Advocating for the Humanities

Scholar Alan Liu’s 4Humanities initiative sees success with new student contest

What would the New York Times look like if every article that mentioned the humanities were removed? Would the iPhone be so elegant if Steve Jobs, famously staunch advocate of liberal arts that he was, had never taken the college calligraphy course that provided early inspiration for Apple’s design aesthetic?

Such are the sort of questions under examination by UC Santa Barbara’s Alan Liu, by way of his advocacy initiative 4Humanities. A professor of English and a globally renowned expert in digital humanities, Liu co-founded the organization that aims to combat pessimism about the value of a liberal arts education.

“The whole thing began in bad times, during the great recession,” Liu recalled of the grassroots effort he launched with colleagues in England, Canada and the U.S. in 2010. “It occurred to us that new media tools and digital tools could really be used to help advocate for the humanities in ways that short circuit the usual slow levers universities use to talk to the public, and allow faculty and scholars to talk to the public directly.”

More than five years in, 4Humanities’ push to generate attention for the field even outside academia has now notched its biggest win so far by engaging the group that stands to best benefit from the endeavor: humanities students. The organization’s inaugural “Shout Out for the Humanities” contest drew hundreds of submissions from liberal arts students at colleges and universities in some 10 different countries.

“This contest has been the greatest progress 4Humanities has made, in terms of impact that has the potential to reach outside our little bubble of the academic world,” Liu said. “The goal was to incubate consciousness about the humanities and use the process of the contest itself as a proselytizing tool. Most efforts to speak up for humanities are the voices of people like us — scholars, faculty, administrators — and rarely do we hear the views of students.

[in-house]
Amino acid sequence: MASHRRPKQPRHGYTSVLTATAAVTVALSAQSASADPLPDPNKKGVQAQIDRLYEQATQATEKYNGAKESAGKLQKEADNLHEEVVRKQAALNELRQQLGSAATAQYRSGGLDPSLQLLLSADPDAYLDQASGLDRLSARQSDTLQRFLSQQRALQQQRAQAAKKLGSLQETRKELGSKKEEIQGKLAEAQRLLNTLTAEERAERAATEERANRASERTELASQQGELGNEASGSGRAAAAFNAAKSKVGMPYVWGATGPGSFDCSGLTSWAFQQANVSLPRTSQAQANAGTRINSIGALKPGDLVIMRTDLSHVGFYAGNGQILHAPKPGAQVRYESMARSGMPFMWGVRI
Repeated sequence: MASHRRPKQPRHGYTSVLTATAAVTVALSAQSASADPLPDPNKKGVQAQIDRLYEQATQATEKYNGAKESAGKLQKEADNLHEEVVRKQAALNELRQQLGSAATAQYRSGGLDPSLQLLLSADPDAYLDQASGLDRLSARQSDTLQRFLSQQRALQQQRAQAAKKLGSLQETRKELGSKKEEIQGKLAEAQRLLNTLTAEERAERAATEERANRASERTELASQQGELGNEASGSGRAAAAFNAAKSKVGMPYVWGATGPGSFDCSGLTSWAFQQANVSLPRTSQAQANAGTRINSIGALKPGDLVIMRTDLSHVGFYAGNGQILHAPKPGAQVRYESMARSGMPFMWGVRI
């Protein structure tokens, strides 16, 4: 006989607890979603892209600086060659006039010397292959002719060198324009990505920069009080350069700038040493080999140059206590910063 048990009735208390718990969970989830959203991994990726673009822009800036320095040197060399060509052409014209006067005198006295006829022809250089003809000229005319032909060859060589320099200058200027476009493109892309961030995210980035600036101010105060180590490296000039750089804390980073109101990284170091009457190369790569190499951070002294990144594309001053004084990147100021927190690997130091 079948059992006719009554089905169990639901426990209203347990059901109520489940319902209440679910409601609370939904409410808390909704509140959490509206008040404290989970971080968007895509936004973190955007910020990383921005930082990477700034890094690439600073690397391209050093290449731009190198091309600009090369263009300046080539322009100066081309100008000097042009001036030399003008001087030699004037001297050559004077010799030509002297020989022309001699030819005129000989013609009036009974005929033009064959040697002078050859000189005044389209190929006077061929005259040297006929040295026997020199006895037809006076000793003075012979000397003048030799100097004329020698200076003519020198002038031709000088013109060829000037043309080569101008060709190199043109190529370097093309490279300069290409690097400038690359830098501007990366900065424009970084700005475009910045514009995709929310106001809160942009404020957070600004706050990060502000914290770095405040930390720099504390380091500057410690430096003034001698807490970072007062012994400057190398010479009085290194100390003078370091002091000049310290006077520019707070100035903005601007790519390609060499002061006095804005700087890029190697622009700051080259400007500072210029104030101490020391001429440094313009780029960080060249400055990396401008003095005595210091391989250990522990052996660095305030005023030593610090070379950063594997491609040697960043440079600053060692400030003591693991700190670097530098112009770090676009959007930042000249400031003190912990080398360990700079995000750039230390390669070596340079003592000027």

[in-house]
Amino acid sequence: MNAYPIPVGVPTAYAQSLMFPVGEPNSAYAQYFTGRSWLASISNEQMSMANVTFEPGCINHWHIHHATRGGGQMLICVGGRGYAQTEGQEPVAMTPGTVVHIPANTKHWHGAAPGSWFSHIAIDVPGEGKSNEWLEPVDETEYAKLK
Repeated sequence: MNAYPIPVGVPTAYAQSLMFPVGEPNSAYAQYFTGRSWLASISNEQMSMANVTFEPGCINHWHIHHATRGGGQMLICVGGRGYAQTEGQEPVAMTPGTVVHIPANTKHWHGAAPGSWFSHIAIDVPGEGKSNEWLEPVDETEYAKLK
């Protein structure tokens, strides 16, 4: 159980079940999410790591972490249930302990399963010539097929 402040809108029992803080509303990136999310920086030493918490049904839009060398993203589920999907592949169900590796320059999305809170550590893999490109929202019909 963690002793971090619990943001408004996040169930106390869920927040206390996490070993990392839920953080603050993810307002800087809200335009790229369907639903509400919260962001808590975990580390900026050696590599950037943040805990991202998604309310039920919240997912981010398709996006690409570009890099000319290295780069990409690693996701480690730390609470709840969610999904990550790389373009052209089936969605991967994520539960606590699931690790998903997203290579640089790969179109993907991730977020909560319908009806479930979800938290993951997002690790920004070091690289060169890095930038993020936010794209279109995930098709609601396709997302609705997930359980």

“The idea for the contest was to prompt a lot of statements and multimedia content about humanities from students themselves,” Liu continued. “And it really went beyond expectation in terms of the quality of submissions and the types of answers we received.”

Case in point: André Lynch, of Saint Lawrence University in New York, who took first prize in the graduate student category for his original rap and self-produced music video, “Facts of Humanities.” The University of California made a strong showing, too, with top undergraduate honors going to a team from UC Santa Cruz whose essay detailed their work on The Gail Project, a public history collaboration that revolves around American military occupation in Okinawa.

“Our premise was really two questions: ‘What is valuable about the humanities for you, and what is valuable about humanities for society at large?’” Liu explained. “In response we got a much wider horizon of vision than we expected. People complain about millennials being self-centered or overly career-driven, but what we’ve seen is that just under surface is still that old 1960s, 1970s kind of college student passion and interest in a larger vision for the world. And that’s very refreshing.”

Throughout the summer and into the fall, 4Humanities will be publicizing all the contest submissions it received, in its continued push to bolster public opinion of the humanities and the future prospects for students that follow such a path. To that same end, the organization has begun employing data-mining methods to examine the myriad ways that humanities are represented, and presented, in the media — from big stories in major publications to back-page obituaries.

“The goal is to map out the expected memes, if you will, about humanities — declining majors and so on — but we’re really on the hunt for unexpected topics and themes and connections with other provinces of social concern as well,” Liu said. “We hope to stretch the discourse in different directions and in the end produce a sort-of kit that people who care about the humanities can use to talk to the public and to the powers that be in their own institutions and communities.

“Humanities haven’t had a tradition of public relations-type work, and we’ll probably always be playing catch-up,” Liu added. “Higher education in general no longer has a monopoly on knowledge work. But the more scholars expose their work and research to public view — whether it’s through lecture notes or articles or blogs or Twitter posts — the more we enhance public understanding and appreciation of the humanities.”

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